The cause of the seizures is bound to be the accumulation of the neurostimulants glutamate and aspartate in the brain. Limiting the dietary sources of these amino acids halts the seizures, over night in most cases. This has benefited 100% of my epileptic patients. But the benefits are more than first meet the eye.

The beauty of our body is that it always does the right thing. We may not like what it is doing at the time...the fever, the chills, the gastrointestinal symptoms, the MS attack, the seizure...but it is doing what is proper in all of these cases. The reason we don't like these symptoms or why someone would think that what I just wrote is totally absurd is because they don't understand what the body is trying to do during these episodes. Once again, The Answer goes into greater detail here. But the wonder of it all is that the seizure is actually therapeutic. . It took me a while to see it, but this is clearly the case. The seizure occurs in order to clear the brain of the offending agent, the glutamate. If it didn't do so, the level would reach neurotoxic levels and actually kill large numbers of brain cells, just like it does to neurons in Lou Gehrig's Disease. Yes, the seizure has a purpose.
But that brings up a vital issue. Are we doing the right thing by medicating these patients with anticonvulsants? The answer is clearly "No" if we understand the true nature of epilepsy, isn't it? By sedating the brain, we make it less responsive to the glutamate and aspartate. Therefore, these neurostimulants are allowed to reach much higher levels than would normally occur. But fortunately, most individuals will ultimately have a seizure while on medication, relieving the brain of the neurotoxic levels. This is exactly what we see clinically and those seizures are often the most violent, coming in clusters. Now that we understand this concept, we can explain this phenomenon.

We can now also explain the aura. Epileptics often experience a distinct sensation before having the seizure. Even pet owners that have had epileptic pets for years have picked up on the strange behaviors that precede some seizures. Migraine sufferers, especially those that experience the cluster "suicide" headaches, often report seeing bright lights and having fleeting thoughts just before the attack. This is the beauty of nature again, issuing a warning sign that the episode is about to begin. These warning signs are bound to be generated by the rising levels of glutamate stimulating the brain just before they reach "critical mass". Once that level is reached, the seizure occurs, clearing the brain of the culprit.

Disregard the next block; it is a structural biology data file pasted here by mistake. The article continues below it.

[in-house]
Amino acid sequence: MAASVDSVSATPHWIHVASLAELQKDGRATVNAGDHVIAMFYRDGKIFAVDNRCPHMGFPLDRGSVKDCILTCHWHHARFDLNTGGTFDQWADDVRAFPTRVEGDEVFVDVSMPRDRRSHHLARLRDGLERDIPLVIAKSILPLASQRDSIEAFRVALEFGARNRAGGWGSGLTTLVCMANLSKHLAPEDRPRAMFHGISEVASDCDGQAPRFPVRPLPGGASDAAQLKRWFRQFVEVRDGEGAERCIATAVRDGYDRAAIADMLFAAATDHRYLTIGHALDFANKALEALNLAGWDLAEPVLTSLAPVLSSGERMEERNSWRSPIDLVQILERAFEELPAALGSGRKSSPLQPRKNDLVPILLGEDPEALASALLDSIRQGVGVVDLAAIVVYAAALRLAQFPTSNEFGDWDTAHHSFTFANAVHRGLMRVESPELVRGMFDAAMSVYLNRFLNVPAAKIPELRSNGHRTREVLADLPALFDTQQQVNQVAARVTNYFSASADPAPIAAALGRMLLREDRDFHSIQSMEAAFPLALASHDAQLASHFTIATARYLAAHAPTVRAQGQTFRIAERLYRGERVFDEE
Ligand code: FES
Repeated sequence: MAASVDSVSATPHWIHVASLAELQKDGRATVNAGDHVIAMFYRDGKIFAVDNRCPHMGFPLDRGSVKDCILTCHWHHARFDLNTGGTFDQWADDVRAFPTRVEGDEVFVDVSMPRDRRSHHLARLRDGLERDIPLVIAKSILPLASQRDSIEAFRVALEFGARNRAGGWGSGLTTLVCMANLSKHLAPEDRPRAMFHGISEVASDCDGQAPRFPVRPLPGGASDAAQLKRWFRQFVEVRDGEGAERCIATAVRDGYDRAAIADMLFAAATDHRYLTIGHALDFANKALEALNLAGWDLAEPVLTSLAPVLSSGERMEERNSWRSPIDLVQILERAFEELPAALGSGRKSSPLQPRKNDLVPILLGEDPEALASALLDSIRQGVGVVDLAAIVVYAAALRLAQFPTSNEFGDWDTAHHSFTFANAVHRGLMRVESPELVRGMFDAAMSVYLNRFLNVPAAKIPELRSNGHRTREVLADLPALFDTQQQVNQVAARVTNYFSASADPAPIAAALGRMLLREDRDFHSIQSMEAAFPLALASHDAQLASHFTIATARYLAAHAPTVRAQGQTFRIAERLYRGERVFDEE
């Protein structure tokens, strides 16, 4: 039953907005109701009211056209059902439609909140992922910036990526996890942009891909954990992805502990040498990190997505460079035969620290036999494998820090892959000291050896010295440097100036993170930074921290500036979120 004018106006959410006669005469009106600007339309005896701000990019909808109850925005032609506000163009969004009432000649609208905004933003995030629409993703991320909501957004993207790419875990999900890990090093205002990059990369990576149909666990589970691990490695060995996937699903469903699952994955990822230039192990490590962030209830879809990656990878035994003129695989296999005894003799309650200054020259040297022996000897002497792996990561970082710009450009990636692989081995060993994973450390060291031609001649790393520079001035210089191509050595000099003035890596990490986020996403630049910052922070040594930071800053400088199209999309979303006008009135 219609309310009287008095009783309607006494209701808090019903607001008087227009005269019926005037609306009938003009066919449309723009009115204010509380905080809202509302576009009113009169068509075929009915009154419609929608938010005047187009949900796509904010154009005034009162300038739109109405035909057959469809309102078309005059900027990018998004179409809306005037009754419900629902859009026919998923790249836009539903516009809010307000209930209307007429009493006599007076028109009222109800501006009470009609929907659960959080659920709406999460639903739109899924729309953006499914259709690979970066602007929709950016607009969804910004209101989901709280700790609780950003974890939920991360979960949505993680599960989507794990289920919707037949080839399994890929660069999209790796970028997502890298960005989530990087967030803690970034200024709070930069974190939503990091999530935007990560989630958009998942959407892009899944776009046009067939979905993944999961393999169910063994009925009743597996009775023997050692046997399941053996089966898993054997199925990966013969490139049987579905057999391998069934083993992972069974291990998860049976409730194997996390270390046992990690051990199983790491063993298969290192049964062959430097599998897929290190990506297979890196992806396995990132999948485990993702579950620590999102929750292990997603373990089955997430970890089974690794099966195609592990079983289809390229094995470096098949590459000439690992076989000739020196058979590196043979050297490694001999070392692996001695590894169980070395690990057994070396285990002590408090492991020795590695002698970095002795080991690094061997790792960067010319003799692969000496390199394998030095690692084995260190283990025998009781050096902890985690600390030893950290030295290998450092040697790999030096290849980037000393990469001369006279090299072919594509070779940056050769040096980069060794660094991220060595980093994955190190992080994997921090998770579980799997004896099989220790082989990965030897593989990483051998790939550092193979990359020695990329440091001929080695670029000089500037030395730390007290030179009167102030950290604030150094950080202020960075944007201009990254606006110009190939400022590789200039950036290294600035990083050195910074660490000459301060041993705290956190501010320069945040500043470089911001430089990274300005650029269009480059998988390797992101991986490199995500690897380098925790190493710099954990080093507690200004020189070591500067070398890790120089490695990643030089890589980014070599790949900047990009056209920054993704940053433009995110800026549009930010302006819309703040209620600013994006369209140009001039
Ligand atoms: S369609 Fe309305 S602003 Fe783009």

In addition to successfully managing the epileptic, the dietary solution provides insight into the wide variety of presentations of this elusive condition. For instance, the typical age of onset in the dog ranges from six months to six years. If this is simply a genetic defect of some sort, why does that first seizure occur over such a wide range of ages? Also, why is it often a progressive condition in the afflicted individual, beginning with milder seizures and longer intervals but changing into more violent attacks that are closer together? This suggests that the cause of the seizures is getting worse over time, doesn't it? The idea that there is a lessening of the epileptic's ability to handle the glutamate by a progressive deficiency in the reductase enzymes just makes sense. As the glue-induced malabsorption in the gut worsens, the individual's ability to process the rising glutamate in the brain becomes impaired by the dropping reductase levels. This explains both the variance in age of onset and the shrinking intervals between seizures. In addition, the attacks get more violent, especially once we institute anticonvulsant therapy thereby allowing the levels of glutamate to reach more toxic levels.